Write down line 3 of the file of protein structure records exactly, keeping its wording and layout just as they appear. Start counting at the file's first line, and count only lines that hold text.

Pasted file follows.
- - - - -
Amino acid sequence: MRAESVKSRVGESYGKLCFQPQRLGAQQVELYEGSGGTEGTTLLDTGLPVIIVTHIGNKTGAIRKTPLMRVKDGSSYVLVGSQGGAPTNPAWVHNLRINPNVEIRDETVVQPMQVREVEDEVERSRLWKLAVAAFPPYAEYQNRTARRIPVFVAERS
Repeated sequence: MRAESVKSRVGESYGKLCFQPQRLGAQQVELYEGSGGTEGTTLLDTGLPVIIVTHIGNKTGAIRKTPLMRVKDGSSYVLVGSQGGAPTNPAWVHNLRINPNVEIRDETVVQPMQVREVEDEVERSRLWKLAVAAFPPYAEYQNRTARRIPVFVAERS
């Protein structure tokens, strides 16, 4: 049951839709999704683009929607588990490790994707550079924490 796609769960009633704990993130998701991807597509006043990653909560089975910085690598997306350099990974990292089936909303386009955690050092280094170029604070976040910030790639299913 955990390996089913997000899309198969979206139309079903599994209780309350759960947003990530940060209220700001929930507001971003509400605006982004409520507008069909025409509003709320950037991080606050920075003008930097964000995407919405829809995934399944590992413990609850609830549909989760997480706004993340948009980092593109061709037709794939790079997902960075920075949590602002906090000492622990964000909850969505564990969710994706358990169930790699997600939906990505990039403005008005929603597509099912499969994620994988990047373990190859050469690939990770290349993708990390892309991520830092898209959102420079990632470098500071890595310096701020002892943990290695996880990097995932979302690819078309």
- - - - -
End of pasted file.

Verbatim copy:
């Protein structure tokens, strides 16, 4: 049951839709999704683009929607588990490790994707550079924490 796609769960009633704990993130998701991807597509006043990653909560089975910085690598997306350099990974990292089936909303386009955690050092280094170029604070976040910030790639299913 955990390996089913997000899309198969979206139309079903599994209780309350759960947003990530940060209220700001929930507001971003509400605006982004409520507008069909025409509003709320950037991080606050920075003008930097964000995407919405829809995934399944590992413990609850609830549909989760997480706004993340948009980092593109061709037709794939790079997902960075920075949590602002906090000492622990964000909850969505564990969710994706358990169930790699997600939906990505990039403005008005929603597509099912499969994620994988990047373990190859050469690939990770290349993708990390892309991520830092898209959102420079990632470098500071890595310096701020002892943990290695996880990097995932979302690819078309």